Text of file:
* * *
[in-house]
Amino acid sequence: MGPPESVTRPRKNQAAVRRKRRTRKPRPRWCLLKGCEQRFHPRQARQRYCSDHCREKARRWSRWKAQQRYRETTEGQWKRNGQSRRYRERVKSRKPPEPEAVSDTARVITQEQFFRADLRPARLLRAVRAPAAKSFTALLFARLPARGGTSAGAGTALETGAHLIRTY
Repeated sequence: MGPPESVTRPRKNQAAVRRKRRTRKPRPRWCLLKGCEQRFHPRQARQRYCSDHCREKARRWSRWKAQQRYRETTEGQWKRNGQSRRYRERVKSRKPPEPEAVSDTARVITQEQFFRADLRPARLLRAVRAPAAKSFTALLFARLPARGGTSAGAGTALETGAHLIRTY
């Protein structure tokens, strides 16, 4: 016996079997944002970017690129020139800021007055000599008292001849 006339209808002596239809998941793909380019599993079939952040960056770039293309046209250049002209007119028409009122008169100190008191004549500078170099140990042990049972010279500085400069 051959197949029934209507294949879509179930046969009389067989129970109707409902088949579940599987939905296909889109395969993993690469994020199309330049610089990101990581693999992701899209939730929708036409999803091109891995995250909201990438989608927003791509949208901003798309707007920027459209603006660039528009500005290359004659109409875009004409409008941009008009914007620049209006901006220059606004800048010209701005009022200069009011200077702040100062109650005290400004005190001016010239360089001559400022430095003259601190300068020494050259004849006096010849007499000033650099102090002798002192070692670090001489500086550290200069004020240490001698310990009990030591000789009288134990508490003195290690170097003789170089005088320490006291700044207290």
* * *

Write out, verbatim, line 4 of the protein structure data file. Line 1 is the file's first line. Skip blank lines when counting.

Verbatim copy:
């Protein structure tokens, strides 16, 4: 016996079997944002970017690129020139800021007055000599008292001849 006339209808002596239809998941793909380019599993079939952040960056770039293309046209250049002209007119028409009122008169100190008191004549500078170099140990042990049972010279500085400069 051959197949029934209507294949879509179930046969009389067989129970109707409902088949579940599987939905296909889109395969993993690469994020199309330049610089990101990581693999992701899209939730929708036409999803091109891995995250909201990438989608927003791509949208901003798309707007920027459209603006660039528009500005290359004659109409875009004409409008941009008009914007620049209006901006220059606004800048010209701005009022200069009011200077702040100062109650005290400004005190001016010239360089001559400022430095003259601190300068020494050259004849006096010849007499000033650099102090002798002192070692670090001489500086550290200069004020240490001698310990009990030591000789009288134990508490003195290690170097003789170089005088320490006291700044207290």